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DNV urges increased safety in shipping

04th June 2013

Focus on shipping safety a “main priority” for DNV after merger with GL in December

DNV urges increased safety in shipping
Over the last decade, the frequency of serious accidents has in average been almost twice as high as it was at the start of this millennium, according to DNV

Classification society DNV is putting increased focus on ship safety when identifying critical issues in shipping, following the company’s merger with GL in December, the company said in a written statement on Monday.

An extended focus on risk-based rules, safety barriers and identifying high-risk areas are means to enhance safer shipping. “Together with GL, we will have the power to take the lead in heading for these targets,” said Tor Svensen, COO Asia Pacific and president DNV Maritime and Oil & Gas.

The merger between DNV and GL was announced in December last year. “Learning through experience exchange between ship segments is essential to improve overall safety. Together, DNV and GL will be in a better position to share and develop knowledge to the benefit of the whole shipping industry.”

Accident trends – as for example penetration of hull and immobilisation of main engine - have worsened over the last decade. During that time, the frequency of serious accidents has in average been almost twice as high as it was at the start of this millennium, according to DNV. The number of life lost has not followed that trend, but stayed quite constant over time if when all ship types are taken into consideration.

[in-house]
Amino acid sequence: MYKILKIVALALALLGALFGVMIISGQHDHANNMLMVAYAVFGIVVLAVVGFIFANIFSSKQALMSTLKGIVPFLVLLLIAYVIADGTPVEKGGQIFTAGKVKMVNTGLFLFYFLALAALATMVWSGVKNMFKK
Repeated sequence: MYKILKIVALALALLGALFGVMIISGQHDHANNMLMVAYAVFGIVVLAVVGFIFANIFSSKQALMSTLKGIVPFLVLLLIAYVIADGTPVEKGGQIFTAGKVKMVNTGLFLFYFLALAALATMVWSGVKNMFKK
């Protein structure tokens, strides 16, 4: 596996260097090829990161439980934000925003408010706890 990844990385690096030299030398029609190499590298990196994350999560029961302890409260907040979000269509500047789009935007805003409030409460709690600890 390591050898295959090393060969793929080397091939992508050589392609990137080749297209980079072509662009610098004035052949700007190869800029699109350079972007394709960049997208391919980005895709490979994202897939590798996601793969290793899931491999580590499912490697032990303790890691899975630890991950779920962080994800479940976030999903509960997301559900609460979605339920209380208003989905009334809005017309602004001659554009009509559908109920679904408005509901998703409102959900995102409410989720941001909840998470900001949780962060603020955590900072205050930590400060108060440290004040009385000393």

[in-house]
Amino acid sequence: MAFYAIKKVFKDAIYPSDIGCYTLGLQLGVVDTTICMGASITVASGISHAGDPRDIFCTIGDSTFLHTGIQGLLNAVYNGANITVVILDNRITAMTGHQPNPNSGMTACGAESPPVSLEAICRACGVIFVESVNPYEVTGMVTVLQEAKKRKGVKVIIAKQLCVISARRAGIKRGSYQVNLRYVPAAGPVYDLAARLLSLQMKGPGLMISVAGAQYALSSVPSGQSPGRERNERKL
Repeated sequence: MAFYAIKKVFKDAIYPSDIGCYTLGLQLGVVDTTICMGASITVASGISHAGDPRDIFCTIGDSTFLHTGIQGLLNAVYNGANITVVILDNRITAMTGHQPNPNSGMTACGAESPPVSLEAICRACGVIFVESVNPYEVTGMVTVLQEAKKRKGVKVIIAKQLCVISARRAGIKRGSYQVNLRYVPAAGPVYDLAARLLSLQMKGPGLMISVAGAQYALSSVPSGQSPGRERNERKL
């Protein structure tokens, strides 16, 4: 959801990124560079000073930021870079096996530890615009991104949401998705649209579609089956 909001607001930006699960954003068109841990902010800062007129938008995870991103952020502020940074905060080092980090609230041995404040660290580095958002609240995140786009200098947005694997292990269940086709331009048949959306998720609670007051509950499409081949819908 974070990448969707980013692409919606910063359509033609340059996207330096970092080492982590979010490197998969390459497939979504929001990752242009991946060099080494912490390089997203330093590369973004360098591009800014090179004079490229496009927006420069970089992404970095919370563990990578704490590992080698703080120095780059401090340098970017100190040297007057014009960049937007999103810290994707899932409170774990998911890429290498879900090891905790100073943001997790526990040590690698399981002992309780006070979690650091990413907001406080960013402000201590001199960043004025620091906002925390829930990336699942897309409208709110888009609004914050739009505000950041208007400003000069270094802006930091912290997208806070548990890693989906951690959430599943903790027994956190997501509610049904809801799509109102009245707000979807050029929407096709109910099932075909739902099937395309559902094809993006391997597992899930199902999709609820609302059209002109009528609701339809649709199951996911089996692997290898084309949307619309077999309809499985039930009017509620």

Another issue raised by DNV is the safety variations between various ship segments. Offshore supply vessels are among the most technically advanced vessels and are often used for some of the most complicated operations. Nevertheless, the safety performance of offshore supply vessels is better than that of any other ship segment.

“The achievements within the offshore segment are good. Through a technology-focused proactive risk management and barrier approach, safety has been improved step by step,” Svensen said. Another key enabler for safer shipping is research and innovation. The merged class society will invest 5 per cent of its turnover in R&I. “We’re convinced that investing in R&I will be a catalyst for innovation and technology development, leading to safer and more cost-efficient shipping,” Svensen added.